How credit cards can save you money on car loans – and other debt

Credit-card balance transfers can get you no- or low-interest money. Just be sure to save enough to pay back the credit-card balance transfer.

Shannon Stapleton/Reuters/File
Car dealerships are seen along Northern Blvd in New York in 2010. By taking advantage of credit-card balance transfers, you may be able to lower the interest rate on your auto loan.

With the average consumer thousands of dollars in debt, it's easy to assume that very little short of a turbo-charged economic recovery will significantly improve someone's financial situation. But help could be available from an unlikely source:  a credit card.

Eight of the largest credit card issuers allow you to transfer your auto loan balance to a credit card in order to score a lower interest rate. Seven of them enable transfers from mortgages, student loans, small business loans, home equity lines of credit, and more, according to a recent study. We’re not just talking about a marginally lower rate.

 A number of cards offer interest-free introductory periods that last a year or more. If used strategically, these zero-percent balance transfer promotions?? could save you as much as $1,000 while expediting debt freedom. (Compare balance transfer credit cards at Card Hub.)

The first step is to identify your costliest debt.

Odds are your credit card will have the highest interest rate, in which case the best offer for you is clear:  the Slate Card from Chase. The Slate Card comes with what’s known as a free balance-transfer offer. It gives you a zero percent introductory interest rate for 15 months without charging either an annual fee or a balance transfer fee. You can use a credit card calculator to gauge the Slate Card’s potential savings for you. For the average household with a roughly $6,700 balance, it could eliminate up to $1,250 in unnecessary fees and finance charges.

Unfortunately, Chase only accepts transfers of credit card debt. You’ll need a different card if, for example, an auto loan is your most expensive debt. Click on the chart above to see what types of balance transfers each major issuer will facilitate.

If it's an auto loan that's weighing you down, Card Hub identified PenFed’s Platinum Rewards Card and Discover’s it Card as offering the highest potential savings.

While you might be hesitant to transfer noncard debt to a credit card, there are important benefits to doing so. Besides snagging a lower interest rate and paying off what you owe months faster, you’re also effectively converting secured debt into unsecured debt. In other words, while your car secures your auto loan and can be repossessed as the result of a lack of payment, a bump in the road with a credit card won’t cost you your vehicle. You’ll also get the title to your car upon transferring your balance.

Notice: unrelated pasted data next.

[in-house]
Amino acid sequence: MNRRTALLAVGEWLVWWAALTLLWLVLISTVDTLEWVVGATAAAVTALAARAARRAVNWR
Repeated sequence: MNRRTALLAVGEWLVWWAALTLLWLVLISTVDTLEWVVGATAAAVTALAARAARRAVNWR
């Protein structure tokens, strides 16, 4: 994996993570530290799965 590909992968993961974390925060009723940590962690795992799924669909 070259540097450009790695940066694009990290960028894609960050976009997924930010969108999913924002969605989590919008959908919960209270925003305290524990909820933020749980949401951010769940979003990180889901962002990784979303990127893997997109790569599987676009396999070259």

Still, exercise caution when contemplating a such a transfer – or any type of balance transfer, for that matter. It’s extremely important that you first create a debt payoff plan in order to determine that you will indeed save money with all costs considered. That includes the balance transfer fee and whatever interest you’d accrue if a portion of your balance remains when regular rates take effect. 

You can’t count on zero-percent balance transfer cards always being around either. Many people learned that lesson the hard way during the recession, and you certainly don’t want to repeat their costly mistakes. Otherwise, your savings opportunity will quickly become an expensive endeavor. 

Finally, you might have guessed that not everyone qualifies for one of these lucrative balance transfer credit card offers. They're available only to the roughly 50 percent of consumers who have excellent credit. But don’t feel left out if you don’t meet that standard. While trends show that zero-percent offers have peaked, they don’t indicate any sort of reversal. You therefore have time to focus on improving your credit standing in order to save with a balance transfer down the road.


– Odysseas Papadimitriou is chief executive of financial services start-ups and

of stories this month > Get unlimited stories
You've read  of  free articles. Subscribe to continue.

Unlimited digital access $11/month.

Get unlimited Monitor journalism.